Dolly Levi existed before the song, Broadway musical and Hollywood movie. Thornton Wilder created Dolly Gallagher Levi for The Merchant of Yonkers in 1938, but it was inspired by earlier plays. Wilder revised the play and retitled it The Matchmaker which premiered in London in 1954 and New York in 1955. Ruth Gordon played Dolly first on Broadway before Shirley Booth played her on film in 1958.
Then on January 16, 1964, a Broadway musical, Hello Dolly! was created from the play with Carol Channing as the original singing Dolly Levi. This is where the songs I keep playing originated. However, there are two original versions, one sung by Dolly in the play with a chorus of waiters. It runs for about six minutes. In late 1963 at the producers request Louis Armstrong recorded a different version of the stage “Hello Dolly!” from the male point of view as if one of the waiters got a solo. Armstrong’s version was released on January 1964 and eventually breaking The Beatles three-song streak of holding the #1 position of Billboard Hot 100. This was his most successful hit song, and it stayed at the top of the charts for nine weeks.
After Carol Channing, many famous singers and actresses have played Dolly Levi. There’s a long thread on Broadway World about Dolly Levi’s age. The Barbra Streisand fans rationalize Dolly should be in her twenties because Streisand was 26 when she played Dolly, but they seem to naively miss the point of the play and lyrics. Dolly is a woman of a certain age, one who wants to hear her favorite songs from way back when, one who went away into her personal haze, one who has come back hoping tomorrow will be brighter than the good old days. The role was written for Ethel Merman, who would have been 56 in 1964. She turned it down but accepted it when she was 62. It turns out Bette Midler is the oldest Dolly Levi, at 71. Carol Channing was 43 when she began the role, but 74 the last time she played it.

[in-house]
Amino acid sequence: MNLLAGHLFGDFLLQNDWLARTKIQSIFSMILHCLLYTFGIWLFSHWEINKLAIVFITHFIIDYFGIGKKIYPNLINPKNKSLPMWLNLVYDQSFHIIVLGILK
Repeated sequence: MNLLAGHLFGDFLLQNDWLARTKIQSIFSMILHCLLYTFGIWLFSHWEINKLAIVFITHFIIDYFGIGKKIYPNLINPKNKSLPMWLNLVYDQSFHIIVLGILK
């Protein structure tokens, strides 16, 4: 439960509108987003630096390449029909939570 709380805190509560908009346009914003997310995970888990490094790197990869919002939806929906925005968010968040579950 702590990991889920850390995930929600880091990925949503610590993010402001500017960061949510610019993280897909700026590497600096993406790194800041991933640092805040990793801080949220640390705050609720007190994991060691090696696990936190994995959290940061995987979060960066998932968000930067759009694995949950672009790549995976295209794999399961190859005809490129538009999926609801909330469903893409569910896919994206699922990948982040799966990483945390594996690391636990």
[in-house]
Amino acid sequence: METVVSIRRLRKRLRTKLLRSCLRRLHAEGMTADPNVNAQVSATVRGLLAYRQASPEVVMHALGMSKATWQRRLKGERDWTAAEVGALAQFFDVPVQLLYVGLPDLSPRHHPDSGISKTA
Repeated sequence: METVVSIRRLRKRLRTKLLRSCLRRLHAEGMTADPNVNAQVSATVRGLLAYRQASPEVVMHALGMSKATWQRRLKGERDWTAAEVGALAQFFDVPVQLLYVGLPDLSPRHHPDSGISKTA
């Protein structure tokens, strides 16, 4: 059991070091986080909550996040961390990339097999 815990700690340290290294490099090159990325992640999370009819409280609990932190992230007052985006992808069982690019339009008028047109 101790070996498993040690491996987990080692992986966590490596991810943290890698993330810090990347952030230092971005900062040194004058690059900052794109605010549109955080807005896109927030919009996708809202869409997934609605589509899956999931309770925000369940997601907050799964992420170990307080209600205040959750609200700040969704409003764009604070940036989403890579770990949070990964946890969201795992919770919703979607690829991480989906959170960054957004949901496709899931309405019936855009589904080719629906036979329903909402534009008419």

I think Dolly Levi’s story is supposed to be about being older and looking back, and that’s how I feel about why I like the song so much. I supposed for realism sake, Dolly should be in her forties, maybe fifties, an age I’m well past, but like Dolly, I love to hear old songs from way back when. I still want tomorrow to be brighter than today. In other words, I’ve finally reached an age where the song’s meaning is at it’s most significant perspective.
But it’s not just the words that make me contemplate the perspectives of age. The various Broadway recordings of the play and its revivals have one kind of sound. A 1960s Broadway orchestra sound that took me a lifetime to appreciate. I first got into jazz in the early 1970s, which took me back through the decades until I could enjoy ragtime. Louis Armstrong’s version of “Hello Dolly!” has a banjo and a ragtime/Dixieland feel, also reminding me of Armstrong’s best music of the 1930s. Many versions have the arrangement of Las Vegas acts from the 1950s and 1960s, like those by Frank Sinatra and Bobby Darin. There’s a version by Herb Albert and the Tijuana Brass, a version with strings for the Lawrence Welk state of mind, and there’s even a version sung in French by Petula Clark. Harry Connick Jr. even brings a modern interpretation.